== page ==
Glory to You, showing me the beauty of the universe.
Glory to You, spreading out before me heaven and earth, like the pages in a book of eternal wisdom.
Glory to You for Your eternity in this fleeting world.
Glory to You for Your mercies, seen and unseen.
Glory to You, through every sigh of my sorrow.
Glory to You for every step of my life’s journey, for every moment of glory.
Glory to You, O God, from age to age.


Everlasting King, Your will for our salvation is full of power.

Your right arm controls the whole course of human life.

We give You thanks for all Your mercies, seen and unseen:

For eternal life, for the heavenly joys of the Kingdom which is to be.

Grant mercy to us who sing Your praises, both now and in the time to come.

Glory to You, O God, from age to age.

Glory to God for All Things Ode 12 Illustrated

Akathist:  “Glory to God for all Things”   

by Russian Orthodox Metropolitan Tryphon (+1934)

See Ode 11

Elder Joseph of Vatopedi

ODE 12

How oft have I seen the reflection of Your glory in the faces of the dead.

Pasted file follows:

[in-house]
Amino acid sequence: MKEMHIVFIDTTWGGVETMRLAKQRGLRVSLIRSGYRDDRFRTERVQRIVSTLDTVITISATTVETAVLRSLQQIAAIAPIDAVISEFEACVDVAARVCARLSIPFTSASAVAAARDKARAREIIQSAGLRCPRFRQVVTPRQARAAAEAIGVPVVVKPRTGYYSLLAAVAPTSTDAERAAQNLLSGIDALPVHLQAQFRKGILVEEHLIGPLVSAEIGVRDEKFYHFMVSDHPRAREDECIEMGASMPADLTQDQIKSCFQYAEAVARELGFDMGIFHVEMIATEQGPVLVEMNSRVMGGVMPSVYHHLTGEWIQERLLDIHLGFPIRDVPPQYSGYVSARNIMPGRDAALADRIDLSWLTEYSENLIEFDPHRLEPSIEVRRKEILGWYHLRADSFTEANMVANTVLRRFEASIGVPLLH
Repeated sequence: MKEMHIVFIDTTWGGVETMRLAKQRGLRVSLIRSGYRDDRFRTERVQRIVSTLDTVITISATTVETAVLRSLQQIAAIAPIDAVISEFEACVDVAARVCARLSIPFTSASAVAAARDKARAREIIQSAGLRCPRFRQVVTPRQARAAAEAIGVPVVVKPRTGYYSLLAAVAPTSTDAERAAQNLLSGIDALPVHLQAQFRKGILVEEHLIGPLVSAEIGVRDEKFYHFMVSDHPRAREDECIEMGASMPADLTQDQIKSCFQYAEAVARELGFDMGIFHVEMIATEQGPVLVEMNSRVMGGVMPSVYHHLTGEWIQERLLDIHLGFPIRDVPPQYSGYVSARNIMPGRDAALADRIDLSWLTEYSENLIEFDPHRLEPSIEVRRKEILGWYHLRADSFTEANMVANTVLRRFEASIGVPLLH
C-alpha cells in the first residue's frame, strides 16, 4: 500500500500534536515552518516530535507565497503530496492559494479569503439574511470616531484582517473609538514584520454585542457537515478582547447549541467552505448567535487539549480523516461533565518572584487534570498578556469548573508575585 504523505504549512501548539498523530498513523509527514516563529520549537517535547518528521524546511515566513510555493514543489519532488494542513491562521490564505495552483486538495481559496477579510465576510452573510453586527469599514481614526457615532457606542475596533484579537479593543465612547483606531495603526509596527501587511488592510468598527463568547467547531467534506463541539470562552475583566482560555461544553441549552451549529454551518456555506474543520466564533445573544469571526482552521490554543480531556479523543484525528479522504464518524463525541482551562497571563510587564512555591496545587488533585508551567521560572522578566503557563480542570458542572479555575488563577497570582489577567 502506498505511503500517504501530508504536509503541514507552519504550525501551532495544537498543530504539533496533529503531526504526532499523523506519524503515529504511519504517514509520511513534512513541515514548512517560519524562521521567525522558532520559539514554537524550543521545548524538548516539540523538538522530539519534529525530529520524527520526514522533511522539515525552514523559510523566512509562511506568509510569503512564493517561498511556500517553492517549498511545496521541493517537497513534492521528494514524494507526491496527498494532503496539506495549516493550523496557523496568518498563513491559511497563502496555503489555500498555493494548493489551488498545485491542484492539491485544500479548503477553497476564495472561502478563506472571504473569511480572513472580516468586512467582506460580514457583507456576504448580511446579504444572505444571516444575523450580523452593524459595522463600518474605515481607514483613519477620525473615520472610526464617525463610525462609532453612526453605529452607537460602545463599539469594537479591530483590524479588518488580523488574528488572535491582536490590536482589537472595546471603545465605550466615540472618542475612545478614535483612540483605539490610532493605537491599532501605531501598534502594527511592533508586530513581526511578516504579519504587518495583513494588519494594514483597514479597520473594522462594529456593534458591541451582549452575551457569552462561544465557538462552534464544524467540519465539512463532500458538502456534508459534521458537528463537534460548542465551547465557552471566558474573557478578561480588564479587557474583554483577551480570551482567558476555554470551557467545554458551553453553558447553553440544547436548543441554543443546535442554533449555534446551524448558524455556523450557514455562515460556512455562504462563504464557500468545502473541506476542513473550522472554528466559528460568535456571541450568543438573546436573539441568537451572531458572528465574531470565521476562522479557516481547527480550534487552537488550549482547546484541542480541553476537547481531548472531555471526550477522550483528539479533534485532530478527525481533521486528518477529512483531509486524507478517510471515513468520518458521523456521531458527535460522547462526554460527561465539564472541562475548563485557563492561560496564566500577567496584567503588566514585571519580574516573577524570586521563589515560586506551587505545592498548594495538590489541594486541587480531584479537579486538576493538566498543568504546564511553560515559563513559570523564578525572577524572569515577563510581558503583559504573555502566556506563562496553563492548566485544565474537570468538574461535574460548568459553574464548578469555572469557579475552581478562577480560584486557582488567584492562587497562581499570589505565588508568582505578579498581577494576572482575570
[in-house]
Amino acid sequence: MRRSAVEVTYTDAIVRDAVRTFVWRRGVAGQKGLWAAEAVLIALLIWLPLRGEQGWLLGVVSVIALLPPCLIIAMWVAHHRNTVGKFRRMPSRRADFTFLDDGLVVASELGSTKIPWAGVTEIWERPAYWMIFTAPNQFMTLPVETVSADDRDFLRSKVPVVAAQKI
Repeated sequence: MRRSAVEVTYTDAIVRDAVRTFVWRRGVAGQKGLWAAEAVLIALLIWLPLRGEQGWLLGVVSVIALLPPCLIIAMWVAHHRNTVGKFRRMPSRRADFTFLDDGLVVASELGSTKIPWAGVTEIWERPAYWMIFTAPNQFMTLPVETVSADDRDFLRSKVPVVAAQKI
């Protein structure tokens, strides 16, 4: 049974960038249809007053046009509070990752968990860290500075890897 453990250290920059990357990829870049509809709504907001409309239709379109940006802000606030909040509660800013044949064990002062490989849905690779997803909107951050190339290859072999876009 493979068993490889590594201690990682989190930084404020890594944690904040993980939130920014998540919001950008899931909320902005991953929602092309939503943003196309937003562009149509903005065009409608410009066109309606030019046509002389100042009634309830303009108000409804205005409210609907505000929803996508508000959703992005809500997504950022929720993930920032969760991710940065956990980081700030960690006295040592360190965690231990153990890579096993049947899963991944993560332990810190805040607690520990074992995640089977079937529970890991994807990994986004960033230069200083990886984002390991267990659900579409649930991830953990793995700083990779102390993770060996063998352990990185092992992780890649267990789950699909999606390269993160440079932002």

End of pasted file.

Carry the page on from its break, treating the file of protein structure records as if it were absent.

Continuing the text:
How resplendent they were, with beauty and heavenly joy;

how ethereal, how translucent their faces;

how triumphant over suffering and death, 

 their felicity and peace.

Even in the silence they were calling upon You.

In the hour of my death,

enlighten my soul, too,

 that it may cry out to You: Alleluia!


What sort of praise can I give You?

 I have never heard the song of the cherubim,

a joy reserved for the spirits above.

But I know the praises that nature sings to You.

In winter, I have beheld how silently in the moonlight

the whole earth offers You prayer, clad in its white mantle of snow, sparkling like diamonds.

I have seen how the rising sun rejoices in You,